I remember quite vividly the first time I opened Notepad and typed out some HTML to create my first website. I was 16 and our local ISP was giving away free "webspaces", so I figured why not. A few years later I had put those same skills to use as a front-end developer, but I was never able to wrap my head around back-end code. Something about it seemed so out of reach. The characters just seemed like Japanese, and the experience was always so daunting that I never really took the next step forward in my education as a web developer.
Thankfully today there are literally hundreds of ways you can learn to be a web developer online, in much easier ways than we had back then (eg. reading a physical book... The Humanity!).
But here's the deal... Most of those websites, in their attempts to circumvent that god damned reading I didn't want to do, ultimately just falsely rewarded me for not doing the real work that my brain needed to truly think like a programmer. Enter lesson 1.
1. If A Site Makes It Look Easy... Run Away
Once you actually have to apply these skills, you feel paralyzed and don't know where to start, because you've been given everything on a silver spoon. When you should probably have just been thrown into the deep end.
2. It's Faster To Do Things The Hard Way
I've done all three of these, and I learned more about programming in just a few weeks, than I did from years of playing around with sites like CodeCademy and Code School. Why? Because he forces you to use your brain. To look things up on your own, and to exercise that muscle that helps you look for solutions on your own, rather than have the answers hand fed to you.
3. You Need to Be Willing To Break Stuff
I remember when I was about 12, I randomly typed a command into the DOS prompt of our family computer, and reformatted everything. We lost everything. That was ok though, my parents were more impressed by the fact that I was playing around with shell commands, than the fact that they lost some personal information (this was the 90's, we basically just played solitaire and surfed AOL, no financial information was lost).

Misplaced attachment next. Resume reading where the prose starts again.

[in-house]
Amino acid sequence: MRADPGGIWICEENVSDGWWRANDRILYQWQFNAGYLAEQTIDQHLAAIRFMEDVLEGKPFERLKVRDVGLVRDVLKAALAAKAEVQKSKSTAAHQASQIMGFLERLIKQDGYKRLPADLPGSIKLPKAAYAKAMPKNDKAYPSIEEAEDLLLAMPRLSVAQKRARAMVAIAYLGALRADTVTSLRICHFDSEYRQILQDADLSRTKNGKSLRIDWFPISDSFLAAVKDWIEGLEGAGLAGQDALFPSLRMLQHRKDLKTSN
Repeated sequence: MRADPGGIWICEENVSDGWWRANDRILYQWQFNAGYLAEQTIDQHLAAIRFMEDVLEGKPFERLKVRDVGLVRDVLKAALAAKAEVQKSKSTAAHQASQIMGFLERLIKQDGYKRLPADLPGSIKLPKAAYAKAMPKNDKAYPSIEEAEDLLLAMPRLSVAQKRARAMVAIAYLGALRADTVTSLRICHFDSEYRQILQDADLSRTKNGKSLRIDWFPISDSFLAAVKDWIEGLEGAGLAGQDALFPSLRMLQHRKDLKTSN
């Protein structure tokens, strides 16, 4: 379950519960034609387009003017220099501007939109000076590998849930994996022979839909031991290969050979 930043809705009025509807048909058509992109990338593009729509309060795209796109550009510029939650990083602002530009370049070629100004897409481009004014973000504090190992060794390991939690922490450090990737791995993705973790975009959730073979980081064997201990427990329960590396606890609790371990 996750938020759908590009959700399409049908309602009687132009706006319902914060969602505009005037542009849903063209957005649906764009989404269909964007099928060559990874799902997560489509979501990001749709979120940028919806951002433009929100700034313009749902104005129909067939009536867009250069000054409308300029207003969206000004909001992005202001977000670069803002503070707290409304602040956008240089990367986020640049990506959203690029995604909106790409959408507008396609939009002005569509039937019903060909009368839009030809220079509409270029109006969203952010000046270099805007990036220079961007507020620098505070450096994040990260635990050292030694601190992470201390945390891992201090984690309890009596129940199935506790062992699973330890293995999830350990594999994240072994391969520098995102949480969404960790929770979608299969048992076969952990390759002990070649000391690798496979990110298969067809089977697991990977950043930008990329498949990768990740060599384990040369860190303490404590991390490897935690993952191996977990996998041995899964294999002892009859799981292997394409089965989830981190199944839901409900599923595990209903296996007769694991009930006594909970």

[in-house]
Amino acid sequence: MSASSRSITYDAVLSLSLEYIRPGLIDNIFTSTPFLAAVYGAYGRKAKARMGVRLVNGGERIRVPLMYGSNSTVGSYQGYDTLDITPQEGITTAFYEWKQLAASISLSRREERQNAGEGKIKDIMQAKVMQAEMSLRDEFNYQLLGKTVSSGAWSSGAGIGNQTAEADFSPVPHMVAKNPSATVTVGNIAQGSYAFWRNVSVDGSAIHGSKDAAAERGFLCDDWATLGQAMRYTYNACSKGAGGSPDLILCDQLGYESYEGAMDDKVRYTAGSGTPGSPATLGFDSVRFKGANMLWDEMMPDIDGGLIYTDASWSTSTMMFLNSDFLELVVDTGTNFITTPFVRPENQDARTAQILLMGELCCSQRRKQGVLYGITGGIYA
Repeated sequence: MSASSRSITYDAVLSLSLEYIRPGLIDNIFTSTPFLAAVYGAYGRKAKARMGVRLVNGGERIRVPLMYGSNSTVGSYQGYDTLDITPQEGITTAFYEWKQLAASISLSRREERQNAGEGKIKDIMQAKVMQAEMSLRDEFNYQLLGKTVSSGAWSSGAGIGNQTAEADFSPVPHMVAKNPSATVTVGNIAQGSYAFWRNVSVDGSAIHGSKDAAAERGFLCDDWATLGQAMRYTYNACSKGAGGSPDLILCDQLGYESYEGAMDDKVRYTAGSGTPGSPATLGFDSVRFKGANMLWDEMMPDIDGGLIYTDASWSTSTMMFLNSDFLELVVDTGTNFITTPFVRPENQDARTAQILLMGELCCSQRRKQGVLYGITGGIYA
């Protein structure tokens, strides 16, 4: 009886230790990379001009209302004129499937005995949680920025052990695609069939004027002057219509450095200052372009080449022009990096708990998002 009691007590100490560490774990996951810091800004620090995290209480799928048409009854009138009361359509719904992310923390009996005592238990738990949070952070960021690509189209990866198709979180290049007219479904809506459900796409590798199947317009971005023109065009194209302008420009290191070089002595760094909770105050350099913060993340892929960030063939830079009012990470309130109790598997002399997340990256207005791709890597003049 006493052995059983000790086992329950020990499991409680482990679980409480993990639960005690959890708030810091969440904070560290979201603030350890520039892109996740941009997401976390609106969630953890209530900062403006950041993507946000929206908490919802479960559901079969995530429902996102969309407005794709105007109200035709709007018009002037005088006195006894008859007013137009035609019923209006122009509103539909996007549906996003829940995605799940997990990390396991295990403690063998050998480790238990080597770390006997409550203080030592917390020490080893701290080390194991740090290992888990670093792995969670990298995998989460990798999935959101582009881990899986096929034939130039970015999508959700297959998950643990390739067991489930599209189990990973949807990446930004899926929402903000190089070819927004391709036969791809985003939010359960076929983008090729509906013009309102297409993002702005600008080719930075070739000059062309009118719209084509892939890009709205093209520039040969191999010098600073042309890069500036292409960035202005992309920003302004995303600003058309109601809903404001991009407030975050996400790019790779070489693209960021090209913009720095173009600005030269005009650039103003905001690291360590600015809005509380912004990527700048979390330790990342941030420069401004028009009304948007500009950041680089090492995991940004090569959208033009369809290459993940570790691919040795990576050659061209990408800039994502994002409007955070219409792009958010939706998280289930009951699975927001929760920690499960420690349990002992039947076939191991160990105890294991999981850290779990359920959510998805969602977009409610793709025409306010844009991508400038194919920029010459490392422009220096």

Learning how to reinstall a computer was a huge life lesson for me then, and today, it's learning how to fix a broken shell script or figuring out why my Python install is throwing off 25 different errors.
Today, I keep everything important backed up on Dropbox. In a worst case scenario that I do something really bad, I can always reformat. Solitaire is easy to reinstall. Ultimately you learn to use Google to ask better questions, and get comfortable with being uncomfortable.
4. It's Important To Have Problems To Solve
Learning to code for the sake of learning is pretty useless. Computers were created to automate difficult tasks. Not to prove that we can decipher languages that seem like Japanese.
Ultimately, any language you learn is going to plateau at a certain point unless you have a clear vision of what you want to create. For example, if you want to build a mobile app that sends messages to your friends, you can focus on learning how mobile apps need to be structured, and then learning about messaging protocols. Just learning C# (what most iPhone apps are written in) will leave you feeling aimless.
Having a goal in mind allows you to do proper research into which areas you want to learn, and gives you a sense of purpose... Which leads into number 5.
5. It's Important To Have Solvable Problems
I love shows like Halt & Catch Fire and Silicon Valley. There's something about the idea of staying up all night to solve a massive problem that gives me the warm and fuzzies, BUT, I wasn't ready for that. At least not the epic problem solving we see happen on TV. When you're getting started, it's the things that seem really small, that become huge wins early on.
Now that I've gone through those challenges, the true difficulty is simply in figuring out what all those little solvable problems are that lead up to that bigger project.